Nope. It confused the hell out of people.


Aw man, this exact situation happened to me last time I rented a car with Sixt. I wish I had thought of this genius line of yours,

> Me: sure, can you remind me of the employee discount again?

Sooo… did it work?


Mine ends in .sexy, the looks I get are even better than when I used my .io one ;p and then if they follow up for my phone number it gets even better when I tell them as it ends in 6969.


Is it by chance 420-6969?


I wish, but that is now my goal to find that number! https://howlett.sexy/ its over on here if you want to see ;p


Your web page font is unreadably thin.


Thanks!


Hell, booking.com will even tell you that "your address looks incorrect" (sometimes, I got it once out of two bookings made on a single day), if you dare to use your own domain .com. They used to nag me about "ohh, are you sure it's not tadzik_@gmail.com"? And I'm not sure what's worse.


You got nothing on my firstname@lastname.technology email.

Can't register at half the sites, and if you can register sometimes you can't log in. Banana Republic, in particular, lets me log in through one login flow, but not the one that's integrated into the checkout process.


Ah! What a coincidence — I registered my Banana Republic account with a gmail "+" email (eg, my_email+bananarepublic@gmail.com) as is my standard practice with retail accounts, and I have the same login issues. It's quite odd, but I'm glad it's not just me!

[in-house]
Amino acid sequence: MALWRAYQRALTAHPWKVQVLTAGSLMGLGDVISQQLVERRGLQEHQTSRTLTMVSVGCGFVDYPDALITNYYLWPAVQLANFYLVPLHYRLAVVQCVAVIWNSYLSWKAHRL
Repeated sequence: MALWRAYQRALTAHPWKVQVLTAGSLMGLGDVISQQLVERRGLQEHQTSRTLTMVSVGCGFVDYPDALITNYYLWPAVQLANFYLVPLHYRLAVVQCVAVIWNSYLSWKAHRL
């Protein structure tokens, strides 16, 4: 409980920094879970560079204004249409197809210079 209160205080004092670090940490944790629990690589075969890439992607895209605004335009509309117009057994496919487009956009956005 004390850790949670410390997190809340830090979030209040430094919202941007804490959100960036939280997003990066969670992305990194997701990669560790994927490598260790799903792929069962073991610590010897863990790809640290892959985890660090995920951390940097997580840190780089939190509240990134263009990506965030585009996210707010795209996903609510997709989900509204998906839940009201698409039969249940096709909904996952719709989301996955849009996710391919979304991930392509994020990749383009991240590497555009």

Wallethub let me register email+wh@gmail.com but did not allow + sign in login. Cant signup again with email@gmail.com Had to ask support to fix that.


If they’re just warning but letting you proceed, that’s fine. They do that because they see looooots of people screwing up their own email addresses in a few common ways. Run any email signup with a general audience and any kind of volume and you’ll end up doing the same, to reduce the load on support.


It does work well. I used a customized version of https://github.com/mailcheck/mailcheck on an ecomm website and the amount of bounces due to typos went way down.

It is important to tune it a bit based on what you see after installing it to reduce the amount of bad suggestions.


Same using me@domain.cricket or similar. "Do you mean me@domain.com?"


צדיק גמור אתה!


My domain ends in .me which according to Aliexpress is not real. So instead of me having to manually unsubscribe, they got sent to the huge spam box that is gmail.


Which reminds me, I used to use me@myname.com but gmail’s UI gets weird when viewing emails from me as it uses “me” to indicate the owner of the gmail account.


My domain ending in .in is not supported by Discover Bank because it can be used only "in" India.


A ton of services kindly ask me if my personal domain on .me TLD is correct one, but at least they don't block me from using it.


Sometimes it is better not to be too clever. I built a CRM like app for the construction industry and used "inc.construction" and "inc.services" as the app domain. So customer would have